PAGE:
Tensions ran high in emergency operations centres in 58 States and 10 international organizations during the past two days, as the latest ConvEx-3 nuclear and radiological emergency response exercise, code named ‘Bab Al Maghrib’, put current international response and coordination planning to the test with a series of simulated dirty bomb attacks.
The simulated explosions took place in the port of Tangier Med and Marrakech medina in Morocco and triggered a series of ‘actual’, ‘potential’ and ‘perceived’ implications for the participating governments and responding international organizations, including the International Civil Aviation Organization (ICAO).
Issues addressed during the exercise surrounded a hypothetical radioactive release into the atmosphere, medical responses and public health, security, transparent public communications, as well as industry, tourism and commerce activities relating to the import and export of goods. Though the lessons emerging from ‘Bab Al Maghrib’ are particularly associated with simulated dirty bomb explosions, many are also applicable to other types of nuclear and radiological emergencies.
“Bab Al Maghrib provided an excellent opportunity to review ICAO’s standing procedures and responsibilities with respect to coordinating an emergency response to an international nuclear and radiological event,” commented the Organization’s Secretary General, Raymond Benjamin. “We will be making a fuller assessment over the coming weeks and ICAO looks forward to sharing the results of this analysis with the IAEA and the many States and international partnering organizations who helped make this year’s ConvEx-3 exercise such a success.”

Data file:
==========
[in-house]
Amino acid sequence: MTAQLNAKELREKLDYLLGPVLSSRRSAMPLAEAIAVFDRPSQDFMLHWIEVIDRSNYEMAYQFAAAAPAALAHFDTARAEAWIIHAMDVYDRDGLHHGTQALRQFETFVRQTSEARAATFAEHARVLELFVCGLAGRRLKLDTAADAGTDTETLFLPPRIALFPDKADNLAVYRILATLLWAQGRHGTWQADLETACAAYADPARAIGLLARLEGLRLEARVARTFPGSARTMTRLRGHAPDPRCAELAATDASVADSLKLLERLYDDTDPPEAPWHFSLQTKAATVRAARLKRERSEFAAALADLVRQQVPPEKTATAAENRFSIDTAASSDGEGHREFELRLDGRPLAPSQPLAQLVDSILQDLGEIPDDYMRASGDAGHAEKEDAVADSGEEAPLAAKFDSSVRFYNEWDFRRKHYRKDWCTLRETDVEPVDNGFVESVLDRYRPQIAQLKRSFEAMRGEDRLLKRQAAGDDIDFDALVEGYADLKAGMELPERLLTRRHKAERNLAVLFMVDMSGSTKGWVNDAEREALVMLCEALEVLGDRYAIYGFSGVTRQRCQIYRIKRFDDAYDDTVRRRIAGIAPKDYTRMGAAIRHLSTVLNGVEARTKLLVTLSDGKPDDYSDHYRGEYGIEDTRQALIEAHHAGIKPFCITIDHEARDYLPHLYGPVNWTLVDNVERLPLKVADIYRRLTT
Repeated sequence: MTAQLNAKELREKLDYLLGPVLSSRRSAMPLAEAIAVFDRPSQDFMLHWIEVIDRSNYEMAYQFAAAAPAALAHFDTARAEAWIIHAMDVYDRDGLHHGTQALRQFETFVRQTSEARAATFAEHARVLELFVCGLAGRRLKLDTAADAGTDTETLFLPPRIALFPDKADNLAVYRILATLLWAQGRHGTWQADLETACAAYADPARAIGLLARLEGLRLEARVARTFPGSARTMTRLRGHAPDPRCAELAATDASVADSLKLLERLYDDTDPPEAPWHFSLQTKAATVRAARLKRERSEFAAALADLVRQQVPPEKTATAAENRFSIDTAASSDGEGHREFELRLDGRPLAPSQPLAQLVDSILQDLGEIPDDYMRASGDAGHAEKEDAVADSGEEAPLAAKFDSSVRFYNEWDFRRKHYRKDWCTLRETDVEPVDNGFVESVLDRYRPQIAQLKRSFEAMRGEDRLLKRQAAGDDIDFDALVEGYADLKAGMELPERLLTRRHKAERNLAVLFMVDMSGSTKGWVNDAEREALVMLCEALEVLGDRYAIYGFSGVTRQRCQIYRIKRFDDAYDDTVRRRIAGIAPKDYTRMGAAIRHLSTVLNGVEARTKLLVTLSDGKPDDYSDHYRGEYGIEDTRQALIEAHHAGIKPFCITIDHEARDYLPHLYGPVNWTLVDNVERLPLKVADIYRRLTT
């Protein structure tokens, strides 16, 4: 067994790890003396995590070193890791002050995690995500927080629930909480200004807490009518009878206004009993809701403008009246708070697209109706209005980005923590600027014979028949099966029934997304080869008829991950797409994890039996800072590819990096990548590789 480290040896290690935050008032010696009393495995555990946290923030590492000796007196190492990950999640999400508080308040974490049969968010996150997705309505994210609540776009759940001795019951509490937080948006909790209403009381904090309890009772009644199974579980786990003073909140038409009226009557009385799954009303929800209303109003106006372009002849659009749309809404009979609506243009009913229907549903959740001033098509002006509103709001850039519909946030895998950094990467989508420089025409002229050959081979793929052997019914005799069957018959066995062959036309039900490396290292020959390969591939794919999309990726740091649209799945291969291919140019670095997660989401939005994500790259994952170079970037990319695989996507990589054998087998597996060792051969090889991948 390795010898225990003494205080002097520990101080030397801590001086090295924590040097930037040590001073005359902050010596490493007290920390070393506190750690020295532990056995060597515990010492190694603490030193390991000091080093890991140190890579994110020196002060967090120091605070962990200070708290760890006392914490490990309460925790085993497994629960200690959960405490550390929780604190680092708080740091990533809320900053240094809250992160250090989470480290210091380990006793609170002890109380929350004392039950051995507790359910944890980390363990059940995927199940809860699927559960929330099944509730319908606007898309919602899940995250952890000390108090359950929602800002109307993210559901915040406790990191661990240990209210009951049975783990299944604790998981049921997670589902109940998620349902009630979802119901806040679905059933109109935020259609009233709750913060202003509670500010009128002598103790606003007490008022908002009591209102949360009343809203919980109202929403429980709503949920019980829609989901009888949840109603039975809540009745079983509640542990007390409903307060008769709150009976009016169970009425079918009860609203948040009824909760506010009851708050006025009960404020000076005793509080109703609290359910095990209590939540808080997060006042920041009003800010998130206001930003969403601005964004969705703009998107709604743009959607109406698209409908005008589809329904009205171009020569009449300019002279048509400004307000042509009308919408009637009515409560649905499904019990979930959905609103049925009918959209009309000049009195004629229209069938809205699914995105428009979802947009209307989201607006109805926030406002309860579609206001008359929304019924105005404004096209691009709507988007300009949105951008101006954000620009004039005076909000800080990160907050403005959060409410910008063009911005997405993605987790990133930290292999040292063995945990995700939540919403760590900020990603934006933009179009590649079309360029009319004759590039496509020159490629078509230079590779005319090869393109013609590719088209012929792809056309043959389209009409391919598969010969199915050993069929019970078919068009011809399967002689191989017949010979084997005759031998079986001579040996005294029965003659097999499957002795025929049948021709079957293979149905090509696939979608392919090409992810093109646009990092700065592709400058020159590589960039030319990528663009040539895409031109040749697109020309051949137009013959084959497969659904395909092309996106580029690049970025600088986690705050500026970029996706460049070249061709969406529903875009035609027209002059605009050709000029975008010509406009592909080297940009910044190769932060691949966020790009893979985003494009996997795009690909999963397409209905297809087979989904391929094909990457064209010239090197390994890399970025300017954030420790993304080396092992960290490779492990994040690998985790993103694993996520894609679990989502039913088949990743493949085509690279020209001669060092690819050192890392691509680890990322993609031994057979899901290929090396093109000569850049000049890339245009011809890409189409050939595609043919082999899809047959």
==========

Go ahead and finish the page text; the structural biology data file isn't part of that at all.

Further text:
Immediate conclusions drawn included acknowledgement that collaboration on behalf of security and safety authorities in States needs to be improved, and that communication with the public has to be transparent, objective and easily understandable while protecting sensitive information – a challenging balance.
In the coming weeks, feedback from participating Member States and international organizations will be compiled by the IAEA and become part of a comprehensive report to be used to strengthen national and international preparedness to respond to similar emergencies.